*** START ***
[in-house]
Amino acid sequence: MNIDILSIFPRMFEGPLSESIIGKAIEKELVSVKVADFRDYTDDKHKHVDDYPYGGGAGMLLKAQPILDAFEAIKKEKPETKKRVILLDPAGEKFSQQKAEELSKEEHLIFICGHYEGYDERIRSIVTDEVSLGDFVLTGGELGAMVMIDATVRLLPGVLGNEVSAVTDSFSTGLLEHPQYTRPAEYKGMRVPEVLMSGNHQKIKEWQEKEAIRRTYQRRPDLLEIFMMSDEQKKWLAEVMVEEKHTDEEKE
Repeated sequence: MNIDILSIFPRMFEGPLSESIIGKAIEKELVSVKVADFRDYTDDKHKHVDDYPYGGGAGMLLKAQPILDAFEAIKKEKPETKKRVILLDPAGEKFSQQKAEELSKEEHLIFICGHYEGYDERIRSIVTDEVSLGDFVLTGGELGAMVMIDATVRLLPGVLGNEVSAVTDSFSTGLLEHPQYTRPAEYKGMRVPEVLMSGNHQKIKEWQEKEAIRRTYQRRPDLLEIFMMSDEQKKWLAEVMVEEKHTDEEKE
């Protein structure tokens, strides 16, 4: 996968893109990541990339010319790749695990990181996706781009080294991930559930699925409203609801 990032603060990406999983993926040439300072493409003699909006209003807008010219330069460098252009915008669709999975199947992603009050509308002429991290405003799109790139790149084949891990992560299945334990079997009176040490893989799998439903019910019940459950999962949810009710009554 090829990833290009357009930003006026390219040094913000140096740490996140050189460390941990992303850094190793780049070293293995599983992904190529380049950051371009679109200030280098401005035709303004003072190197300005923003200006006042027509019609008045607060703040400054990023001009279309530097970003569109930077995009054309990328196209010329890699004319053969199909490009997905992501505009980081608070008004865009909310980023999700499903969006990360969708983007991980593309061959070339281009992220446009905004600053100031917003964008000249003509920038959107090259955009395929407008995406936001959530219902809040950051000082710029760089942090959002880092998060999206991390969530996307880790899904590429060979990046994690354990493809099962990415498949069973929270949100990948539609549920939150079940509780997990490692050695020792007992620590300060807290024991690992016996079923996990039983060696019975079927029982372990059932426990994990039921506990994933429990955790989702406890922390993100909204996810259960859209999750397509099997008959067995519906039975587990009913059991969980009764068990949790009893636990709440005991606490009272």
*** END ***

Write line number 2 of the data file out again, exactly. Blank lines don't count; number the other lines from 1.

Amino acid sequence: MNIDILSIFPRMFEGPLSESIIGKAIEKELVSVKVADFRDYTDDKHKHVDDYPYGGGAGMLLKAQPILDAFEAIKKEKPETKKRVILLDPAGEKFSQQKAEELSKEEHLIFICGHYEGYDERIRSIVTDEVSLGDFVLTGGELGAMVMIDATVRLLPGVLGNEVSAVTDSFSTGLLEHPQYTRPAEYKGMRVPEVLMSGNHQKIKEWQEKEAIRRTYQRRPDLLEIFMMSDEQKKWLAEVMVEEKHTDEEKE